“It’s such a simple message,” Doug Kenney, director of the Colorado River Research Group, told me, referring to the principle of using less. “It’s not like we’re getting veteran researchers together and coming up with something completely new. It’s an obvious problem and an obvious solution. We just need people to say it.”

From Constraints Come Creative Solutions

The research group is a pet project that Kenney, the director of the Western Water Policy Program at the University of Colorado, Boulder, has been pondering for two years.

A grant from the Walton Family Foundation – no relation to me – gave life to the vision, and this fall Kenney began handpicking his research dream team. Each of the 10 members that he selected is a respected scholar with decades of experience studying the Colorado River. Their expertise strikes at all angles – public policy, law, hydrology, water management.

Kenney’s inspiration came from another arid river basin, Australia’s Murray-Darling, a watershed that crashed during the horrendous Millennium Drought of the first decade of this century. In those bleak years, the Wentworth Group, a collection of scientists – “esteemed people with clout,” as Kenney put it – came together to guide political leaders through the crisis.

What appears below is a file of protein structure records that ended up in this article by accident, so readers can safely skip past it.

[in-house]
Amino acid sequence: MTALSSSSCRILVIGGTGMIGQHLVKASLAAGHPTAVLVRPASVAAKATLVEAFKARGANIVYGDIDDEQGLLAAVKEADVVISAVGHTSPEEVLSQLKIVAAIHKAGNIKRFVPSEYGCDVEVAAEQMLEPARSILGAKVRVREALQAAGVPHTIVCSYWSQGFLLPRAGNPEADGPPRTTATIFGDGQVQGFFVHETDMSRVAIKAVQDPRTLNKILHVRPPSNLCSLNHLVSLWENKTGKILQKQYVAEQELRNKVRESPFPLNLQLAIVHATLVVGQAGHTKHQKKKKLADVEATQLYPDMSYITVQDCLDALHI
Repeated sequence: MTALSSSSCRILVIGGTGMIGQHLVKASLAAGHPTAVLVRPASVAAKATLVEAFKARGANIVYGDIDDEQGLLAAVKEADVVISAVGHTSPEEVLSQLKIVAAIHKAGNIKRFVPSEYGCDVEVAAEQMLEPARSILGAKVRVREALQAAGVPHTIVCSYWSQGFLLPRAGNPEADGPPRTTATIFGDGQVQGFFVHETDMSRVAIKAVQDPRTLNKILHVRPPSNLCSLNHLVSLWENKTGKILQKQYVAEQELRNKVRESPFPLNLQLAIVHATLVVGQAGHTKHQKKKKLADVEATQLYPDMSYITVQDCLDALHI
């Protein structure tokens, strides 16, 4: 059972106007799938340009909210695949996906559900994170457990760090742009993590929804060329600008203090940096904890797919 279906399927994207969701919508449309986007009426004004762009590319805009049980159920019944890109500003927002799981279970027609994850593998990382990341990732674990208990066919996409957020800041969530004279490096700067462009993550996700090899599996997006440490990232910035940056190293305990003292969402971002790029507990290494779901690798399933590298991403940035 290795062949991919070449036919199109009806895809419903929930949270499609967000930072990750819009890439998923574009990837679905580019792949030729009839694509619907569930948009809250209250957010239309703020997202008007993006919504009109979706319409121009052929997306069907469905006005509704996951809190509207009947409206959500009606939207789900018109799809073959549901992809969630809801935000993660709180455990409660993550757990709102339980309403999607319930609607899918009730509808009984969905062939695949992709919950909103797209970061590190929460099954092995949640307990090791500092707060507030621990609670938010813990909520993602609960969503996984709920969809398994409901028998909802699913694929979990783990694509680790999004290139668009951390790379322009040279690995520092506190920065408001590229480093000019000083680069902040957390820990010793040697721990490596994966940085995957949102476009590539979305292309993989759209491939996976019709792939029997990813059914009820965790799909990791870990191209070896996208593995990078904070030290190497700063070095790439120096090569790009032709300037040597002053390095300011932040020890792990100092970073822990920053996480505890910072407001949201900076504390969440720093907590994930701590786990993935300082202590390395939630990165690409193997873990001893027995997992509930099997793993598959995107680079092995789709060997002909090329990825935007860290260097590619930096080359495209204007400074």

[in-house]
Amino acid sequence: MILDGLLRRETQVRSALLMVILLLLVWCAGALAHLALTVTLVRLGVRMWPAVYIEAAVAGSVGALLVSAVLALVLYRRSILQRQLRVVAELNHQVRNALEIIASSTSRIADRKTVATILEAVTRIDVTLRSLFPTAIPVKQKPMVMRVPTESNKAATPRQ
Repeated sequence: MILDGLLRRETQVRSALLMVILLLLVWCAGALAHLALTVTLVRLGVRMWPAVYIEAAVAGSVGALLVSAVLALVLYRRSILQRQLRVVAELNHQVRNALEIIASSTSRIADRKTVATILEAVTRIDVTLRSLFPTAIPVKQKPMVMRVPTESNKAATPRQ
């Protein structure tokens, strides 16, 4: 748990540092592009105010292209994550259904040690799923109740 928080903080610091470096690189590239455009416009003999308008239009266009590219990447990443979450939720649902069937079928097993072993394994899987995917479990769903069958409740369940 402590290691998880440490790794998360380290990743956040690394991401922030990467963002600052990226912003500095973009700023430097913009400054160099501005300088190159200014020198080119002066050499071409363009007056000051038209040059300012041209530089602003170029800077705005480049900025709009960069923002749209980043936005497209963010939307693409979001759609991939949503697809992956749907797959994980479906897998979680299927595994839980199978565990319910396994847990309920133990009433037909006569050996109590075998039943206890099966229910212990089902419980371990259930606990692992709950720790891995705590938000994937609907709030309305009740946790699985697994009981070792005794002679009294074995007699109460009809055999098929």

“It looked like they helped steer the conversation in a productive way,” Kenney explained.

Colorado River water supply demand conservation drought Lake Mead American Southwest

Image courtesy of the Colorado River Research Group
Water use in the Colorado River Basin surpassed the long-term average annual supply in the late 1990s. Click image to enlarge.

For Kenney’s group, the conversation begins with the idea of limits. Going by the long-term historical record (1896-2013), water use in the Colorado River Basin began outstripping the average supply in the late 1990s or early 2000s. The Basin has since endured the driest 14-year period on record by depleting its two huge reservoirs, Lake Mead and Lake Powell. With both lakes less than half full and with the knowledge that river flows will likely decrease even more as the planet warms, a continuation of past water-development policies seems absurd.

Yet the group’s goal of redirecting water policy in the Southwest will be a formidable challenge.


Earlier this year, I spoke with officials in each of the four Upper Basin states: Colorado, New Mexico, Utah, and Wyoming. According to legal tradition, the Basin is divided in two, and each half is granted by treaty the use of 7.5 million acre-feet of water from the river.

  • The Lower Basin – the states of Arizona, California, and Nevada – is already using its full allocation.
  • The Upper Basin – Colorado, New Mexico, Utah, and Wyoming – is using roughly 60 percent of its share, but all four states are planning to pull more water from the river, to use for irrigation or urban growth, energy development or water rights settlements with Indian tribes.

“We have mapped out how the remainder of our allocation can be used,” Eric Millis, director of the Utah Division of Water Resources, told me in June. “It’s going to happen sooner rather than later. We have a place for every drop.”